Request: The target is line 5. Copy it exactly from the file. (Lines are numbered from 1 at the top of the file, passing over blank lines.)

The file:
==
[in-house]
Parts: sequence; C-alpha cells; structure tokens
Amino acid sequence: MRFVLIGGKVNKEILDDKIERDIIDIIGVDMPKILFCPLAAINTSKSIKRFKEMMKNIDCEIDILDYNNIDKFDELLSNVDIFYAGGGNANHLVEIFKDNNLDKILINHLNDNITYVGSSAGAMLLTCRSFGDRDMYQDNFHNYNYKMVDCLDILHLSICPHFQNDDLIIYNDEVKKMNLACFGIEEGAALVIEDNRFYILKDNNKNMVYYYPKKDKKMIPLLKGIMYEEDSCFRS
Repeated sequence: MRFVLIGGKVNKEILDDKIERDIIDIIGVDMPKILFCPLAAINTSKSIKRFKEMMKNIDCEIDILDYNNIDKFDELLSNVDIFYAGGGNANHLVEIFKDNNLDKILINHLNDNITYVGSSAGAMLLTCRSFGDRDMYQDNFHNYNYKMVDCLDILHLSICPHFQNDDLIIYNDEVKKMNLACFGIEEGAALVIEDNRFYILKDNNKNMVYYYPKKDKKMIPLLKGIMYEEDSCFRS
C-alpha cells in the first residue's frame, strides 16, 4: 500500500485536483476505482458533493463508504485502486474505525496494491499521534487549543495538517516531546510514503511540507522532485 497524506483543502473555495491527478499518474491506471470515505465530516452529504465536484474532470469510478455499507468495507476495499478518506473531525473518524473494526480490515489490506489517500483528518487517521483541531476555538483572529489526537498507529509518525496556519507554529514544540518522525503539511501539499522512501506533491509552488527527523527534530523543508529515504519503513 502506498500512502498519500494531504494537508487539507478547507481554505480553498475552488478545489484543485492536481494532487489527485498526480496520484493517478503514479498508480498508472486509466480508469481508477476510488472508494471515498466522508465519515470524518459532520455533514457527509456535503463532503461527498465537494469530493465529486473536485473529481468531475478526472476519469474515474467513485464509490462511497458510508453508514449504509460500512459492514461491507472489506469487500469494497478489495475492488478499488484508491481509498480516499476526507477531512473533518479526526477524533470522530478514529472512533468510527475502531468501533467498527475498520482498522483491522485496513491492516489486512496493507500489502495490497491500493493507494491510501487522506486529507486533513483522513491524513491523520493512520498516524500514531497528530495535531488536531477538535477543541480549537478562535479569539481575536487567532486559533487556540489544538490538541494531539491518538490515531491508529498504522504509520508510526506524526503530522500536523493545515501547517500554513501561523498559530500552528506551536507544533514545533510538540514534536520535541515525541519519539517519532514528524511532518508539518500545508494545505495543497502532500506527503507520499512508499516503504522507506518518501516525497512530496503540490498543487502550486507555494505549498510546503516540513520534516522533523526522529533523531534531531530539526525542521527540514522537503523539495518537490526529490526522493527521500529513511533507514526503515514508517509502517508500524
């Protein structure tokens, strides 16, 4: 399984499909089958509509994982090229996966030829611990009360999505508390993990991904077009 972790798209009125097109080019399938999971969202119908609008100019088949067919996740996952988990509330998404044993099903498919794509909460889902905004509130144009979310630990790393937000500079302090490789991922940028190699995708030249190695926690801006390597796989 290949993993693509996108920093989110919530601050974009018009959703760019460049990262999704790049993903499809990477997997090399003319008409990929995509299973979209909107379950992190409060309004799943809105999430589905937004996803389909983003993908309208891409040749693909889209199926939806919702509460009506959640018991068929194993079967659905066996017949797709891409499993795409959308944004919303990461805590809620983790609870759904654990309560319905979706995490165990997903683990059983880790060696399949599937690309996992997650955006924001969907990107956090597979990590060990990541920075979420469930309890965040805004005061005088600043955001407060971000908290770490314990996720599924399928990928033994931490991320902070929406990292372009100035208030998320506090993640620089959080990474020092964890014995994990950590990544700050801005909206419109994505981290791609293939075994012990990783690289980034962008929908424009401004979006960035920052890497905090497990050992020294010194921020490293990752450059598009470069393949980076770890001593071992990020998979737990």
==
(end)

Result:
C-alpha cells in the first residue's frame, strides 16, 4: 500500500485536483476505482458533493463508504485502486474505525496494491499521534487549543495538517516531546510514503511540507522532485 497524506483543502473555495491527478499518474491506471470515505465530516452529504465536484474532470469510478455499507468495507476495499478518506473531525473518524473494526480490515489490506489517500483528518487517521483541531476555538483572529489526537498507529509518525496556519507554529514544540518522525503539511501539499522512501506533491509552488527527523527534530523543508529515504519503513 502506498500512502498519500494531504494537508487539507478547507481554505480553498475552488478545489484543485492536481494532487489527485498526480496520484493517478503514479498508480498508472486509466480508469481508477476510488472508494471515498466522508465519515470524518459532520455533514457527509456535503463532503461527498465537494469530493465529486473536485473529481468531475478526472476519469474515474467513485464509490462511497458510508453508514449504509460500512459492514461491507472489506469487500469494497478489495475492488478499488484508491481509498480516499476526507477531512473533518479526526477524533470522530478514529472512533468510527475502531468501533467498527475498520482498522483491522485496513491492516489486512496493507500489502495490497491500493493507494491510501487522506486529507486533513483522513491524513491523520493512520498516524500514531497528530495535531488536531477538535477543541480549537478562535479569539481575536487567532486559533487556540489544538490538541494531539491518538490515531491508529498504522504509520508510526506524526503530522500536523493545515501547517500554513501561523498559530500552528506551536507544533514545533510538540514534536520535541515525541519519539517519532514528524511532518508539518500545508494545505495543497502532500506527503507520499512508499516503504522507506518518501516525497512530496503540490498543487502550486507555494505549498510546503516540513520534516522533523526522529533523531534531531530539526525542521527540514522537503523539495518537490526529490526522493527521500529513511533507514526503515514508517509502517508500524